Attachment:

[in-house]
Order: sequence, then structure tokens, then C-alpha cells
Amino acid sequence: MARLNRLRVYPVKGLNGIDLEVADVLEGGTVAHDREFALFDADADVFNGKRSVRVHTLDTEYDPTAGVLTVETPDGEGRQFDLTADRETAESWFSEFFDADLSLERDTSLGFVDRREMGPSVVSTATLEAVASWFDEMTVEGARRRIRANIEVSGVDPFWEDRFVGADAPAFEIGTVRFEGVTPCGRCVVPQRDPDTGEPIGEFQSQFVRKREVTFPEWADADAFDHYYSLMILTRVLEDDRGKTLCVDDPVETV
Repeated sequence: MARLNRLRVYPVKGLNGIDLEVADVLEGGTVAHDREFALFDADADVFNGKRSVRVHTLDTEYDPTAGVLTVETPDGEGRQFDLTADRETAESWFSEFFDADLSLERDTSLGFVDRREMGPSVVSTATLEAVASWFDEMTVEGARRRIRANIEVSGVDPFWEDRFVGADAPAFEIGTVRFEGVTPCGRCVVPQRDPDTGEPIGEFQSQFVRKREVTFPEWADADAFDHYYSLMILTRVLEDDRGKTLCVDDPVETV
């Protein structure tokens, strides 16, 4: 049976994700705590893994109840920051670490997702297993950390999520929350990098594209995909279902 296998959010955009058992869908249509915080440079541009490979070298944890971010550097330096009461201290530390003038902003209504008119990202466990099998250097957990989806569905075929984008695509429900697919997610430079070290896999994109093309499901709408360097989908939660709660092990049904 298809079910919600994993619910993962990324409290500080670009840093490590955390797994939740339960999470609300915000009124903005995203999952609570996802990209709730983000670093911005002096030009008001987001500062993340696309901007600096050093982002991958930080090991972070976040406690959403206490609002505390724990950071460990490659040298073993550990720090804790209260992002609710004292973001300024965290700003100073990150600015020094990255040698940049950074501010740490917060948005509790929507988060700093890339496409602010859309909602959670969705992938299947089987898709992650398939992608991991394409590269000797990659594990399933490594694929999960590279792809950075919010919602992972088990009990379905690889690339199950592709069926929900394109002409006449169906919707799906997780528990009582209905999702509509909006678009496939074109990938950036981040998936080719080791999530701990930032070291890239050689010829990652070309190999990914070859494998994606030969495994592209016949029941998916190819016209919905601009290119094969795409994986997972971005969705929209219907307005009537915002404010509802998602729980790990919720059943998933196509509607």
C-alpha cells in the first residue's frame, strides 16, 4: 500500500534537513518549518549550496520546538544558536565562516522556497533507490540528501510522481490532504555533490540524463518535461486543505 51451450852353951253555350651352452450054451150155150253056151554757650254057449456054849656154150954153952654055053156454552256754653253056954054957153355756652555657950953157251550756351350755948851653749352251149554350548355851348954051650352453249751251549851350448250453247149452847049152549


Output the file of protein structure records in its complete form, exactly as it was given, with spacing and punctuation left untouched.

[in-house]
Order: sequence, then structure tokens, then C-alpha cells
Amino acid sequence: MARLNRLRVYPVKGLNGIDLEVADVLEGGTVAHDREFALFDADADVFNGKRSVRVHTLDTEYDPTAGVLTVETPDGEGRQFDLTADRETAESWFSEFFDADLSLERDTSLGFVDRREMGPSVVSTATLEAVASWFDEMTVEGARRRIRANIEVSGVDPFWEDRFVGADAPAFEIGTVRFEGVTPCGRCVVPQRDPDTGEPIGEFQSQFVRKREVTFPEWADADAFDHYYSLMILTRVLEDDRGKTLCVDDPVETV
Repeated sequence: MARLNRLRVYPVKGLNGIDLEVADVLEGGTVAHDREFALFDADADVFNGKRSVRVHTLDTEYDPTAGVLTVETPDGEGRQFDLTADRETAESWFSEFFDADLSLERDTSLGFVDRREMGPSVVSTATLEAVASWFDEMTVEGARRRIRANIEVSGVDPFWEDRFVGADAPAFEIGTVRFEGVTPCGRCVVPQRDPDTGEPIGEFQSQFVRKREVTFPEWADADAFDHYYSLMILTRVLEDDRGKTLCVDDPVETV
């Protein structure tokens, strides 16, 4: 049976994700705590893994109840920051670490997702297993950390999520929350990098594209995909279902 296998959010955009058992869908249509915080440079541009490979070298944890971010550097330096009461201290530390003038902003209504008119990202466990099998250097957990989806569905075929984008695509429900697919997610430079070290896999994109093309499901709408360097989908939660709660092990049904 298809079910919600994993619910993962990324409290500080670009840093490590955390797994939740339960999470609300915000009124903005995203999952609570996802990209709730983000670093911005002096030009008001987001500062993340696309901007600096050093982002991958930080090991972070976040406690959403206490609002505390724990950071460990490659040298073993550990720090804790209260992002609710004292973001300024965290700003100073990150600015020094990255040698940049950074501010740490917060948005509790929507988060700093890339496409602010859309909602959670969705992938299947089987898709992650398939992608991991394409590269000797990659594990399933490594694929999960590279792809950075919010919602992972088990009990379905690889690339199950592709069926929900394109002409006449169906919707799906997780528990009582209905999702509509909006678009496939074109990938950036981040998936080719080791999530701990930032070291890239050689010829990652070309190999990914070859494998994606030969495994592209016949029941998916190819016209919905601009290119094969795409994986997972971005969705929209219907307005009537915002404010509802998602729980790990919720059943998933196509509607």
C-alpha cells in the first residue's frame, strides 16, 4: 500500500534537513518549518549550496520546538544558536565562516522556497533507490540528501510522481490532504555533490540524463518535461486543505 51451450852353951253555350651352452450054451150155150253056151554757650254057449456054849656154150954153952654055053156454552256754653253056954054957153355756652555657950953157251550756351350755948851653749352251149554350548355851348954051650352453249751251549851350448250453247149452847049152549